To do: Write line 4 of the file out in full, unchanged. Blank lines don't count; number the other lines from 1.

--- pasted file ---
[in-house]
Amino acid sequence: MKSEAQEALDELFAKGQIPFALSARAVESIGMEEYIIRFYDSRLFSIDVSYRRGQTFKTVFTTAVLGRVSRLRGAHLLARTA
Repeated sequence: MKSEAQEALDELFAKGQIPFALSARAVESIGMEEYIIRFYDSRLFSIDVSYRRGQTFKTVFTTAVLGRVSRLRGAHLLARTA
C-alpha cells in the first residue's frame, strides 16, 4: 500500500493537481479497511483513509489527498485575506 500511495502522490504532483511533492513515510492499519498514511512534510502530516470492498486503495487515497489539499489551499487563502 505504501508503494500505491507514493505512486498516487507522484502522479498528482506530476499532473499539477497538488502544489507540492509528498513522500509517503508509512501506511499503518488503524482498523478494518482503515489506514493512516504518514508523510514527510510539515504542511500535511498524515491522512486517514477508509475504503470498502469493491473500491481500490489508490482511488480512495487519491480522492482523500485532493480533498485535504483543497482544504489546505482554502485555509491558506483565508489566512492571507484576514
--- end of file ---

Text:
C-alpha cells in the first residue's frame, strides 16, 4: 500500500493537481479497511483513509489527498485575506 500511495502522490504532483511533492513515510492499519498514511512534510502530516470492498486503495487515497489539499489551499487563502 505504501508503494500505491507514493505512486498516487507522484502522479498528482506530476499532473499539477497538488502544489507540492509528498513522500509517503508509512501506511499503518488503524482498523478494518482503515489506514493512516504518514508523510514527510510539515504542511500535511498524515491522512486517514477508509475504503470498502469493491473500491481500490489508490482511488480512495487519491480522492482523500485532493480533498485535504483543497482544504489546505482554502485555509491558506483565508489566512492571507484576514